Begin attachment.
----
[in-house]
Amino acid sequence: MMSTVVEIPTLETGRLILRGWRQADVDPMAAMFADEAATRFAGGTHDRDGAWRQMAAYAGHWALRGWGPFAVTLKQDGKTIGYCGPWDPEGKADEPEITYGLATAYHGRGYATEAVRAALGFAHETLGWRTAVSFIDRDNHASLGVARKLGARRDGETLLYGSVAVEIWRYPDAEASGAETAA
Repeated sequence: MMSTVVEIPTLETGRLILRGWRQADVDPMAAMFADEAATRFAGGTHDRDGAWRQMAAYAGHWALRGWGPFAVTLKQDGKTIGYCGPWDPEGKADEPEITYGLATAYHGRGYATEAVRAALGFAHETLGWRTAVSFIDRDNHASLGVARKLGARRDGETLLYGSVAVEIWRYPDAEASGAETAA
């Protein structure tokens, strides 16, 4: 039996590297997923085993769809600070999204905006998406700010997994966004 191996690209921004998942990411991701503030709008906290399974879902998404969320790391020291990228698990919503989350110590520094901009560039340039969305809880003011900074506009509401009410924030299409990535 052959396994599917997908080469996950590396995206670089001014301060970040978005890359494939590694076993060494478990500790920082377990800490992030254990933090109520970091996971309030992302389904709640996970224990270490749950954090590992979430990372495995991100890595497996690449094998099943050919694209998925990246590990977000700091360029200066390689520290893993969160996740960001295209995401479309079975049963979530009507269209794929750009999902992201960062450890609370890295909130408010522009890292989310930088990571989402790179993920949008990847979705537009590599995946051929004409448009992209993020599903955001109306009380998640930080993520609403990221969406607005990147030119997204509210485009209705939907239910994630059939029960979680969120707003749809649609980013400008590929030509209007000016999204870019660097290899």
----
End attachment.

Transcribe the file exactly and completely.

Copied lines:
[in-house]
Amino acid sequence: MMSTVVEIPTLETGRLILRGWRQADVDPMAAMFADEAATRFAGGTHDRDGAWRQMAAYAGHWALRGWGPFAVTLKQDGKTIGYCGPWDPEGKADEPEITYGLATAYHGRGYATEAVRAALGFAHETLGWRTAVSFIDRDNHASLGVARKLGARRDGETLLYGSVAVEIWRYPDAEASGAETAA
Repeated sequence: MMSTVVEIPTLETGRLILRGWRQADVDPMAAMFADEAATRFAGGTHDRDGAWRQMAAYAGHWALRGWGPFAVTLKQDGKTIGYCGPWDPEGKADEPEITYGLATAYHGRGYATEAVRAALGFAHETLGWRTAVSFIDRDNHASLGVARKLGARRDGETLLYGSVAVEIWRYPDAEASGAETAA
């Protein structure tokens, strides 16, 4: 039996590297997923085993769809600070999204905006998406700010997994966004 191996690209921004998942990411991701503030709008906290399974879902998404969320790391020291990228698990919503989350110590520094901009560039340039969305809880003011900074506009509401009410924030299409990535 052959396994599917997908080469996950590396995206670089001014301060970040978005890359494939590694076993060494478990500790920082377990800490992030254990933090109520970091996971309030992302389904709640996970224990270490749950954090590992979430990372495995991100890595497996690449094998099943050919694209998925990246590990977000700091360029200066390689520290893993969160996740960001295209995401479309079975049963979530009507269209794929750009999902992201960062450890609370890295909130408010522009890292989310930088990571989402790179993920949008990847979705537009590599995946051929004409448009992209993020599903955001109306009380998640930080993520609403990221969406607005990147030119997204509210485009209705939907239910994630059939029960979680969120707003749809649609980013400008590929030509209007000016999204870019660097290899």